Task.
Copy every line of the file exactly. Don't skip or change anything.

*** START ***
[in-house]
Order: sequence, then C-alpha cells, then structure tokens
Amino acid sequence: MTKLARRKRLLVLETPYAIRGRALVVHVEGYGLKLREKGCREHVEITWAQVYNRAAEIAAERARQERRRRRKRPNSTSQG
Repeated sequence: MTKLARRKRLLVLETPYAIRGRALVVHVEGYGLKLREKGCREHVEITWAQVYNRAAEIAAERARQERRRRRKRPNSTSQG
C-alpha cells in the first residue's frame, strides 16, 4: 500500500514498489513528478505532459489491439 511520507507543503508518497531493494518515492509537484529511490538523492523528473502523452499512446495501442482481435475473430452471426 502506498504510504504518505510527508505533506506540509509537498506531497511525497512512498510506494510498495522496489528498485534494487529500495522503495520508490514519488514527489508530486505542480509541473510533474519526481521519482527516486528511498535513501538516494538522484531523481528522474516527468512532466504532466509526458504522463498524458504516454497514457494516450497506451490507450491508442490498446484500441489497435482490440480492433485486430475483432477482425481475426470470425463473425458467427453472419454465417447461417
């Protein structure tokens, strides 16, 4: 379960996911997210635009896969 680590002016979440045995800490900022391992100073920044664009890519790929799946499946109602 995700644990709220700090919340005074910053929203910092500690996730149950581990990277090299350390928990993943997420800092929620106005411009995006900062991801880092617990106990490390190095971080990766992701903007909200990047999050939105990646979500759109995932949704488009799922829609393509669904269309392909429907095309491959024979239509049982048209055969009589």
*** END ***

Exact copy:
[in-house]
Order: sequence, then C-alpha cells, then structure tokens
Amino acid sequence: MTKLARRKRLLVLETPYAIRGRALVVHVEGYGLKLREKGCREHVEITWAQVYNRAAEIAAERARQERRRRRKRPNSTSQG
Repeated sequence: MTKLARRKRLLVLETPYAIRGRALVVHVEGYGLKLREKGCREHVEITWAQVYNRAAEIAAERARQERRRRRKRPNSTSQG
C-alpha cells in the first residue's frame, strides 16, 4: 500500500514498489513528478505532459489491439 511520507507543503508518497531493494518515492509537484529511490538523492523528473502523452499512446495501442482481435475473430452471426 502506498504510504504518505510527508505533506506540509509537498506531497511525497512512498510506494510498495522496489528498485534494487529500495522503495520508490514519488514527489508530486505542480509541473510533474519526481521519482527516486528511498535513501538516494538522484531523481528522474516527468512532466504532466509526458504522463498524458504516454497514457494516450497506451490507450491508442490498446484500441489497435482490440480492433485486430475483432477482425481475426470470425463473425458467427453472419454465417447461417
């Protein structure tokens, strides 16, 4: 379960996911997210635009896969 680590002016979440045995800490900022391992100073920044664009890519790929799946499946109602 995700644990709220700090919340005074910053929203910092500690996730149950581990990277090299350390928990993943997420800092929620106005411009995006900062991801880092617990106990490390190095971080990766992701903007909200990047999050939105990646979500759109995932949704488009799922829609393509669904269309392909429907095309491959024979239509049982048209055969009589």